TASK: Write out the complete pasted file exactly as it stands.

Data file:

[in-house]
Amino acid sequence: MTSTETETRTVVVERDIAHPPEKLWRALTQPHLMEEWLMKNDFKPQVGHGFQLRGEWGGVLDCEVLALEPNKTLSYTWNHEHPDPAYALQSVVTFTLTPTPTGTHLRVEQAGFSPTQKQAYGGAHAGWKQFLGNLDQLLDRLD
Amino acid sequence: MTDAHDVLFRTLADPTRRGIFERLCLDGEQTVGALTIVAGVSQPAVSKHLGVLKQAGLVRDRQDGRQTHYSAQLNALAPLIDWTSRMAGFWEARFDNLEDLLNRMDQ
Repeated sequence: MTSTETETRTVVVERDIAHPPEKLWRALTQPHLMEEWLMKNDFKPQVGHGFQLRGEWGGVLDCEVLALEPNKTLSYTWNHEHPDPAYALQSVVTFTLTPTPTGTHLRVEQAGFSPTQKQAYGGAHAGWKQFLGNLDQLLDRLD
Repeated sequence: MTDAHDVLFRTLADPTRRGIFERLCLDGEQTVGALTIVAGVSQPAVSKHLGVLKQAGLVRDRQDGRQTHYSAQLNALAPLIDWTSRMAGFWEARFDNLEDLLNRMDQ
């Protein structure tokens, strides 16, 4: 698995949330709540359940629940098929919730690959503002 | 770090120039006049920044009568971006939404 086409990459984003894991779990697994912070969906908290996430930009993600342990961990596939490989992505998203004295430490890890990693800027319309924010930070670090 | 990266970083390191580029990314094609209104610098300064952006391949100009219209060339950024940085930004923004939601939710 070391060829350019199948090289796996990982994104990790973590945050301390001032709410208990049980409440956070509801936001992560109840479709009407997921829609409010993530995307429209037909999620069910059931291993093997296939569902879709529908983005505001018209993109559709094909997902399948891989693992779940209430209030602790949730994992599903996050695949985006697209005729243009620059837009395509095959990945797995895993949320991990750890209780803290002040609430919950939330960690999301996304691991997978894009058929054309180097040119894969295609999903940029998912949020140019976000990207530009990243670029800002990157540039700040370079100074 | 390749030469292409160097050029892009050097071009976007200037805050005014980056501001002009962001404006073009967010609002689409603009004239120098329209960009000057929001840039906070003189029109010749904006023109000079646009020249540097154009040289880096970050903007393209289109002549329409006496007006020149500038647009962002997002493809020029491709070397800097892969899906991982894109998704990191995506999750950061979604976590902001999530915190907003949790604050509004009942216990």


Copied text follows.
[in-house]
Amino acid sequence: MTSTETETRTVVVERDIAHPPEKLWRALTQPHLMEEWLMKNDFKPQVGHGFQLRGEWGGVLDCEVLALEPNKTLSYTWNHEHPDPAYALQSVVTFTLTPTPTGTHLRVEQAGFSPTQKQAYGGAHAGWKQFLGNLDQLLDRLD
Amino acid sequence: MTDAHDVLFRTLADPTRRGIFERLCLDGEQTVGALTIVAGVSQPAVSKHLGVLKQAGLVRDRQDGRQTHYSAQLNALAPLIDWTSRMAGFWEARFDNLEDLLNRMDQ
Repeated sequence: MTSTETETRTVVVERDIAHPPEKLWRALTQPHLMEEWLMKNDFKPQVGHGFQLRGEWGGVLDCEVLALEPNKTLSYTWNHEHPDPAYALQSVVTFTLTPTPTGTHLRVEQAGFSPTQKQAYGGAHAGWKQFLGNLDQLLDRLD
Repeated sequence: MTDAHDVLFRTLADPTRRGIFERLCLDGEQTVGALTIVAGVSQPAVSKHLGVLKQAGLVRDRQDGRQTHYSAQLNALAPLIDWTSRMAGFWEARFDNLEDLLNRMDQ
């Protein structure tokens, strides 16, 4: 698995949330709540359940629940098929919730690959503002 | 770090120039006049920044009568971006939404 086409990459984003894991779990697994912070969906908290996430930009993600342990961990596939490989992505998203004295430490890890990693800027319309924010930070670090 | 990266970083390191580029990314094609209104610098300064952006391949100009219209060339950024940085930004923004939601939710 070391060829350019199948090289796996990982994104990790973590945050301390001032709410208990049980409440956070509801936001992560109840479709009407997921829609409010993530995307429209037909999620069910059931291993093997296939569902879709529908983005505001018209993109559709094909997902399948891989693992779940209430209030602790949730994992599903996050695949985006697209005729243009620059837009395509095959990945797995895993949320991990750890209780803290002040609430919950939330960690999301996304691991997978894009058929054309180097040119894969295609999903940029998912949020140019976000990207530009990243670029800002990157540039700040370079100074 | 390749030469292409160097050029892009050097071009976007200037805050005014980056501001002009962001404006073009967010609002689409603009004239120098329209960009000057929001840039906070003189029109010749904006023109000079646009020249540097154009040289880096970050903007393209289109002549329409006496007006020149500038647009962002997002493809020029491709070397800097892969899906991982894109998704990191995506999750950061979604976590902001999530915190907003949790604050509004009942216990």